ODGERS INTERIM OPINION

30 October 2014

Nick Behan, Consultant in Odgers Interim’s Life Science team, discusses Healthtech: Technology & Healthcare

As we sit here today, the NHS is under increasing pressure: with an aging population it is being asked to do more and more with less and less, thanks to reducing budgets and not enough beds to meet demand. However, this isn’t one of those doom and gloom articles that focuses on the impending disaster, because there are solutions out there and one of those could be Technology, or as it’s referred to in this space…Healthtech.

When the NHS was launched by the then Health Secretary Aneurin Bevan in July 1948, it was to be an organisation that focused on preventing people from getting ill and not one that treats people who are already sick, as it currently does. With this in mind, if the NHS is going to truly tackle the issues it faces, it needs to get back to being a preventative organisation. This could be achieved through the use of technology that can monitor and help maintain the health of an individual on a daily, hourly or even minute by minute basis.

Technology companies have realised this and through the use of existing technologies they have the ability to reshape the future of healthcare for the better. Some companies have already started to apply their expertise, for example; tech giants such as Google, Apple and Samsung have all launched health platforms. Google recently took it one step further when it announced its partnership with Novartis to collaborate on smart contact lenses. However, despite the early positive signs, for this convergence of healthcare and technology to truly work the socio-economic demographic challenges need to be addressed, i.e. reducing healthcare expenditure, increasing quality, increasing productivity, as well as access and affordability. But in order for the NHS to take advantage of new smart technology, it needs to be firmly rooted in the 21st century.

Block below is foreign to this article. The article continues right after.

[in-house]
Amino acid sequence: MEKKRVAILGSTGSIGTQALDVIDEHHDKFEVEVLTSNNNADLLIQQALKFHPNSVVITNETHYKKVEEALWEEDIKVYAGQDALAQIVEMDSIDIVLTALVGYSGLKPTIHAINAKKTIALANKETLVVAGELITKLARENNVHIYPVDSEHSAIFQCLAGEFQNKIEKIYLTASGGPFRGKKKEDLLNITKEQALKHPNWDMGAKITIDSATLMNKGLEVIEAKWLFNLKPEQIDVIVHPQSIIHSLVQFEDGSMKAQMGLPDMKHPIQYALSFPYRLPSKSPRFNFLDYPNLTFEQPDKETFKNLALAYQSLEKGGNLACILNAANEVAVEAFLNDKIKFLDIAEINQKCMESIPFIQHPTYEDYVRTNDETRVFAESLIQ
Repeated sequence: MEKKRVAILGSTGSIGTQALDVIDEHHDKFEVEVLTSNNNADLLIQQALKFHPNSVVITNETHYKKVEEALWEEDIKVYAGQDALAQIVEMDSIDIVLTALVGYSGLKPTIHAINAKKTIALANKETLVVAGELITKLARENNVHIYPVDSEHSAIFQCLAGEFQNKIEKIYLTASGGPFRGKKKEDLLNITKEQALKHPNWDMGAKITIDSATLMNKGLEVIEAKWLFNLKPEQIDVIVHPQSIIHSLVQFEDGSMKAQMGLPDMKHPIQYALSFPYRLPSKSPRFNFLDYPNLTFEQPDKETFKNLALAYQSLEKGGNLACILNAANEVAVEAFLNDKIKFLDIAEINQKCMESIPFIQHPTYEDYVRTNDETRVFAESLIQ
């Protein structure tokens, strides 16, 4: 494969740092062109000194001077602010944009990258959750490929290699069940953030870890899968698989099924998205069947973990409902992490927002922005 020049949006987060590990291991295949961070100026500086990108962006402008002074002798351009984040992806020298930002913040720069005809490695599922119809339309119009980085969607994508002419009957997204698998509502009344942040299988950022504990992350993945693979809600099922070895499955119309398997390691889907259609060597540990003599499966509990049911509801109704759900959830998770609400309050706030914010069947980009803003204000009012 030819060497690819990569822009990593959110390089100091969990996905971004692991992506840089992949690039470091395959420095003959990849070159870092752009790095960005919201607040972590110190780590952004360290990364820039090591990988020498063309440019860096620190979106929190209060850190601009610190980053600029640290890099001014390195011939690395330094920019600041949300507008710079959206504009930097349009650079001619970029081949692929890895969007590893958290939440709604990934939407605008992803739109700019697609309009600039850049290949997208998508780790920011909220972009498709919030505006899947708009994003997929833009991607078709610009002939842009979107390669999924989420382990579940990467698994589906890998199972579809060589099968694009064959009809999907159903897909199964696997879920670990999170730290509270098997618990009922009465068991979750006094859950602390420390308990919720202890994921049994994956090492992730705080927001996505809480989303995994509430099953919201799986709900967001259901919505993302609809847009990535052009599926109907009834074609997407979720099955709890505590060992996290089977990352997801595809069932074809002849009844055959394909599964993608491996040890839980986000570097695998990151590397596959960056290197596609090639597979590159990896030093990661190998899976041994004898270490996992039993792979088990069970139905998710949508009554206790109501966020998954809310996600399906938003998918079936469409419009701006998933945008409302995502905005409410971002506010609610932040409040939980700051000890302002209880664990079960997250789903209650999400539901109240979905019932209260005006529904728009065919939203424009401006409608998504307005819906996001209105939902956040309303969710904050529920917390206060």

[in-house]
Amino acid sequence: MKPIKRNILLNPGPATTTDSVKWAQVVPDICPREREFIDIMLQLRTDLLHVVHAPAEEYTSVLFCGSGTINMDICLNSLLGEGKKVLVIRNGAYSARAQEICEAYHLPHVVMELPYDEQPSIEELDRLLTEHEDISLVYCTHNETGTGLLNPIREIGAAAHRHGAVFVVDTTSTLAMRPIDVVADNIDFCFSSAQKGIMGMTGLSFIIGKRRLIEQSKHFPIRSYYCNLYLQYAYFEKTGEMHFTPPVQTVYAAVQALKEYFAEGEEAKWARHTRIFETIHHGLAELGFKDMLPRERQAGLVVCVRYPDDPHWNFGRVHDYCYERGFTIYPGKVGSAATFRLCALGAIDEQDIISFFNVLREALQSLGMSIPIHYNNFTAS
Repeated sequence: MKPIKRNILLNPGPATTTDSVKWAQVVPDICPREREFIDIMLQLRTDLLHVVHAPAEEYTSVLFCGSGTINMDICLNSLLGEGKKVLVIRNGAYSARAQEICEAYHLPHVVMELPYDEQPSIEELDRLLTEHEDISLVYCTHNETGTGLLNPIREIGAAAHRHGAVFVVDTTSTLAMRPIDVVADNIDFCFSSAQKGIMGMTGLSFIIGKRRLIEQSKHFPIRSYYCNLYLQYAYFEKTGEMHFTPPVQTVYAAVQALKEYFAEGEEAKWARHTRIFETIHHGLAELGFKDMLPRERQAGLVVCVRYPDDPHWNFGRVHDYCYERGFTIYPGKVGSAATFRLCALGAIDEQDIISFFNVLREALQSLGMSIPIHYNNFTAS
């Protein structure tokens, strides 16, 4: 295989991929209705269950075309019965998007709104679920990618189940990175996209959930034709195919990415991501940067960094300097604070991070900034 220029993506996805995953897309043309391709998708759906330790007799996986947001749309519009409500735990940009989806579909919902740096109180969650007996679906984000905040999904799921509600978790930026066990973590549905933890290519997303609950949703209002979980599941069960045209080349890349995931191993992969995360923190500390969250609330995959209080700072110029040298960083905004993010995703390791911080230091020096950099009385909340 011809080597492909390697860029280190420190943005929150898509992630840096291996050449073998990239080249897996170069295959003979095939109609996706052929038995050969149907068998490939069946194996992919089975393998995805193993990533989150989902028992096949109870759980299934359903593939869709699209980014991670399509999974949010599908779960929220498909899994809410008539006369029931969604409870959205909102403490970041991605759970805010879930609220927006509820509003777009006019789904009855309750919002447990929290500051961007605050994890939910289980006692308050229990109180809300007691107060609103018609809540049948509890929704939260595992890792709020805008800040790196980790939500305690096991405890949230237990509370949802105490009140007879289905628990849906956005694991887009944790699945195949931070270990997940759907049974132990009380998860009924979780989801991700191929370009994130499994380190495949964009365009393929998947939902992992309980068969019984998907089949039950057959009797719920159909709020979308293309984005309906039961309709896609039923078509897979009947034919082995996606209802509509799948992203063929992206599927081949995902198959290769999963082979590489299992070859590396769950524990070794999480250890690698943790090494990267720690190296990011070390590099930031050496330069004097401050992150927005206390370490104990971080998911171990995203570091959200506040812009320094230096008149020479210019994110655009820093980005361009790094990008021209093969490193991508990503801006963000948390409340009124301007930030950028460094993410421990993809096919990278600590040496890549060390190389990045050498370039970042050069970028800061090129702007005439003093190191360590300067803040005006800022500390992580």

At the same time, Healthtech companies need to be encouraged to take bigger risks to develop more and more creative technologies. However, many that are looking to start up are put off from entering the sector because, - in addition to the challenges faced gaining access to funding, - healthcare and particularly the NHS, is seen as complex, bureaucratic and reluctant to embrace new technology. If this is to be changed, there is a real need for supportive policies and incentives to encourage the adoption of technology by the NHS. This is already happening in the US where the introduction of federal laws and President Obama’s healthcare reforms, appreciating they are a consumer led market, have seen some real strides forward in the use of medical technology.

Understanding the importance of Life Sciences, in particular Healthtech, to the UK and the future of the NHS, in July this year, the Government appointed the UKs first Minister for Life Sciences, George Freeman. His mission is to make the UK the best place in the world to discover, develop and deliver 21st century healthcare innovation, of which Healthtech is high on his agenda.